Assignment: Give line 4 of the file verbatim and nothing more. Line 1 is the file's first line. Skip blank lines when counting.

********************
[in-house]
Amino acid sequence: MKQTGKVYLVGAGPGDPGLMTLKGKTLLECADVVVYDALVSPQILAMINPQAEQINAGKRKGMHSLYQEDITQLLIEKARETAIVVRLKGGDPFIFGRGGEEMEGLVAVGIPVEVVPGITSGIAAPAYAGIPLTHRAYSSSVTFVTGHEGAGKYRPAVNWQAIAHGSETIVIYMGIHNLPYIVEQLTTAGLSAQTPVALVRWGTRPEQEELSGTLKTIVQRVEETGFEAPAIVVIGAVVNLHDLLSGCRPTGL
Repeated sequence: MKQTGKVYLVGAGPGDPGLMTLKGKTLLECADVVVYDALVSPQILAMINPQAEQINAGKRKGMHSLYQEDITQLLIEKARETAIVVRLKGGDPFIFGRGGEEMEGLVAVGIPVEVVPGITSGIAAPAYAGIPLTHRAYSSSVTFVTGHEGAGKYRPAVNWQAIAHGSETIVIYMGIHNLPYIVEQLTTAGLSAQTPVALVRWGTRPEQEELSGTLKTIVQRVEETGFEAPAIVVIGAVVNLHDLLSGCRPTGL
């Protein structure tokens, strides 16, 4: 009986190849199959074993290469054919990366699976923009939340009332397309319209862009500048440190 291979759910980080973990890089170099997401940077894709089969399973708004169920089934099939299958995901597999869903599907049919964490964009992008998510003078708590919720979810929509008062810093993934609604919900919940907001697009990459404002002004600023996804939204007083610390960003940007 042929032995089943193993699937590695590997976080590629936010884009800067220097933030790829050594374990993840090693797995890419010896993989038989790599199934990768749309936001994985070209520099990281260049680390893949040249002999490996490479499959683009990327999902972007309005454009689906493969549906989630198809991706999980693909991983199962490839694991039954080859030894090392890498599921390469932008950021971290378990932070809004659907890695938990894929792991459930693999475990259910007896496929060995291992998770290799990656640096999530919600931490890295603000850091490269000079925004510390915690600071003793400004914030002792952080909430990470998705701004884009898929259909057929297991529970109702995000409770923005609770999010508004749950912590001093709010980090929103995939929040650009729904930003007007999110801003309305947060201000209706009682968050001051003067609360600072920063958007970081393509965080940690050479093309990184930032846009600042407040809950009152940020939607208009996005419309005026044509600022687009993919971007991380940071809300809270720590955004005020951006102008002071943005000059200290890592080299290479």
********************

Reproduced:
């Protein structure tokens, strides 16, 4: 009986190849199959074993290469054919990366699976923009939340009332397309319209862009500048440190 291979759910980080973990890089170099997401940077894709089969399973708004169920089934099939299958995901597999869903599907049919964490964009992008998510003078708590919720979810929509008062810093993934609604919900919940907001697009990459404002002004600023996804939204007083610390960003940007 042929032995089943193993699937590695590997976080590629936010884009800067220097933030790829050594374990993840090693797995890419010896993989038989790599199934990768749309936001994985070209520099990281260049680390893949040249002999490996490479499959683009990327999902972007309005454009689906493969549906989630198809991706999980693909991983199962490839694991039954080859030894090392890498599921390469932008950021971290378990932070809004659907890695938990894929792991459930693999475990259910007896496929060995291992998770290799990656640096999530919600931490890295603000850091490269000079925004510390915690600071003793400004914030002792952080909430990470998705701004884009898929259909057929297991529970109702995000409770923005609770999010508004749950912590001093709010980090929103995939929040650009729904930003007007999110801003309305947060201000209706009682968050001051003067609360600072920063958007970081393509965080940690050479093309990184930032846009600042407040809950009152940020939607208009996005419309005026044509600022687009993919971007991380940071809300809270720590955004005020951006102008002071943005000059200290890592080299290479």